41Carl Rogers’ Self Theory Fully Functioning Person: Lives in harmony with his/her deepest feelings and impulsesSelf: Flexible and changing perception of one’s identitySelf-Image: Total subjective perception of your body and personalityIncongruence: Exists when there is a discrepancy between one’s experiences and self-imageIdeal Self: Idealized image of oneself (the person one would like to be)Positive Self-Regard: Thinking of oneself as a good, lovable, worthwhile personUnconditional Positive Regard: Unshakable love and approval
42Figure 10.8FIGURE 10.8 Incongruence occurs when there is a mismatch between any of these three entities: the ideal self (the person you would like to be), your self-image (the person you think you are), and the true self (the person you actually are). Selfesteem suffers when there is a large difference between one’s ideal self and self-image. Anxiety and defensiveness are common when the self-image does not match the true self.
43More Rogerian Concepts Conditions of Worth: Internal standards of evaluation used by childrenPositive Self-Regard: Thinking of oneself as a good, lovable, worthwhile personOrganismic Valuing: Natural, undistorted, full-body reaction to an experienceUnconditional Positive Regard: Unshakable love and approval
44Personality Assessment Interview: Face-to-face meeting designed to gain information about someone’s personality, current psychological state, or personal historyUnstructured Interview: Conversation is informal, and topics are discussed as they ariseStructured Interview: Follows a prearranged plan, using a series of planned questionsDirect Observation: Looking at behavior
45Other Types of Personality Assessments Behavioral Assessment: Recording the frequency of specific behaviorsSituational Test: Real life situations are simulated so that someone’s spontaneous reactions can be recordedIn-Basket Test: Simulates decision-making challenges that executives faceBasket full of memos is given to applicant, and applicant must act appropriately as quickly as possibleLeaderless Group Discussion: Test of leadership that simulates group decision making and problem solving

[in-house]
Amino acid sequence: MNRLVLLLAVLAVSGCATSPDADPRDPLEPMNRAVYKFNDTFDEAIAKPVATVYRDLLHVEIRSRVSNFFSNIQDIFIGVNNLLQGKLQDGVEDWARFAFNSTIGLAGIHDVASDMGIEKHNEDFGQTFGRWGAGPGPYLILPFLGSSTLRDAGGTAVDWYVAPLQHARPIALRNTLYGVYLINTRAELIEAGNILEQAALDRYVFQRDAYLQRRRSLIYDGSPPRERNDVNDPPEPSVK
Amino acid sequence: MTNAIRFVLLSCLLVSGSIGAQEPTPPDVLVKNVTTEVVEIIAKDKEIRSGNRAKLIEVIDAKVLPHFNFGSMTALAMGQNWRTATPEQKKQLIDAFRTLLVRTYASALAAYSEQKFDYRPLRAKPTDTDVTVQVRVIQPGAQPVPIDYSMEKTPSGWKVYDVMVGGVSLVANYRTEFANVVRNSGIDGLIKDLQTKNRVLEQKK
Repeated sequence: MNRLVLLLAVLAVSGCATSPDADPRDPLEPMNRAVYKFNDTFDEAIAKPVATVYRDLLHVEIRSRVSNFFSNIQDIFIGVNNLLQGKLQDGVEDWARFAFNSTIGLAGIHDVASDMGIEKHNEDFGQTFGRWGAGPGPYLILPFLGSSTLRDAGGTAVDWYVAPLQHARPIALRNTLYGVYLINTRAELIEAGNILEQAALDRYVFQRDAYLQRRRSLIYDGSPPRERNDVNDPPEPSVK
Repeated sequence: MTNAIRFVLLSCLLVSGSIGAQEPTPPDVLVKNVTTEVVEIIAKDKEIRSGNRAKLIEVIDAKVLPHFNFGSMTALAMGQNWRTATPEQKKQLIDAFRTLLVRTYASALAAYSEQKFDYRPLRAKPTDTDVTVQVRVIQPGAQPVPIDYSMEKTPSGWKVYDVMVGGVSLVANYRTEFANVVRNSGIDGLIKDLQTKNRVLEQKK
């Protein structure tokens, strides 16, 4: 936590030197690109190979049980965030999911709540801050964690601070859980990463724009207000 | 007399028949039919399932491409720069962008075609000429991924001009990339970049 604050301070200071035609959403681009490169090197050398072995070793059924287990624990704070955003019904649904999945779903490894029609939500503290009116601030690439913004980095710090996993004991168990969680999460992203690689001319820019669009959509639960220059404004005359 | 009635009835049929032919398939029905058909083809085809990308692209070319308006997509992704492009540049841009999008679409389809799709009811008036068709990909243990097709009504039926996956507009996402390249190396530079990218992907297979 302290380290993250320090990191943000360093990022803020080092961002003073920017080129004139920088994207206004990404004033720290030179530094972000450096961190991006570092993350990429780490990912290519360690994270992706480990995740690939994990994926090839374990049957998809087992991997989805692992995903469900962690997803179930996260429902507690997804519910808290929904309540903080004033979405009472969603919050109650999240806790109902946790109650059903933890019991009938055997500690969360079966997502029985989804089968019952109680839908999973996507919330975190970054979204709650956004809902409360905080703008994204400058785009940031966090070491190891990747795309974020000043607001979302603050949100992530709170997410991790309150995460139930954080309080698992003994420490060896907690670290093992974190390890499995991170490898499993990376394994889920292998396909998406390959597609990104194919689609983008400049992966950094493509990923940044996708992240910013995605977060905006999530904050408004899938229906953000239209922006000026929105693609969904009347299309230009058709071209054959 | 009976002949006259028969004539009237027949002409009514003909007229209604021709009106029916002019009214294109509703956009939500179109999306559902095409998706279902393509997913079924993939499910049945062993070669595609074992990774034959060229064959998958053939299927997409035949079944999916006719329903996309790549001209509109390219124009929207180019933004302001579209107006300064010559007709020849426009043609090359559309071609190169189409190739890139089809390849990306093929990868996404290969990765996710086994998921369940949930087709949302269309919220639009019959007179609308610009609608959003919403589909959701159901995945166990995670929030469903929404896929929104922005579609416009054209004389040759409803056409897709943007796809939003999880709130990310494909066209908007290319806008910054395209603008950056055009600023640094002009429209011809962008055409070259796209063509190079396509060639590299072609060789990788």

46More Types of Personality Assessments! Reliability: Does a test give close to the same score each time it is given to the same person?Validity: Does the test measure what it claims to measure?Personality Questionnaire: Paper-and-pencil test consisting of questions that reveal personality aspectsMinnesota Multiphasic Personality Inventory-2 (MMPI-2): Widely used objective personality questionnaireHonesty (Integrity) Test: Assumes that poor attitudes toward dishonest acts predispose a person to dishonest behavior
47Figure 10.9FIGURE 10.9 Sample rating scale items. To understand how the scale works, imagine someone you know well. Where would you place check marks on each of the scales to rate that person’s characteristics?
48Projective TestsPsychological tests that use ambiguous or unstructured stimuli; person needs to describe the ambiguous stimuli or make up stories about themRorschach Technique: Developed by Swiss psychologist Hermann Rorschach; contains 10 standardized inkblots (the “inkblot” test)Thematic Apperception Test (TAT): Developed by Henry Murray, personality theorist; projective device consisting of 20 drawings (black and white) of various situations; people must make up stories about the people in it
49ShynessDefinition: Tendency to avoid others and feeling uneasiness and strain when socializingSocial Anxiety: Feeling of apprehension in the presence of othersEvaluation Fears: Fears of being inadequate, embarrassed, ridiculed, or rejectedPrivate Self-Consciousness: Attention to inner feelings, thoughts, and fantasiesPublic Self-Consciousness: Intense awareness of oneself as a social object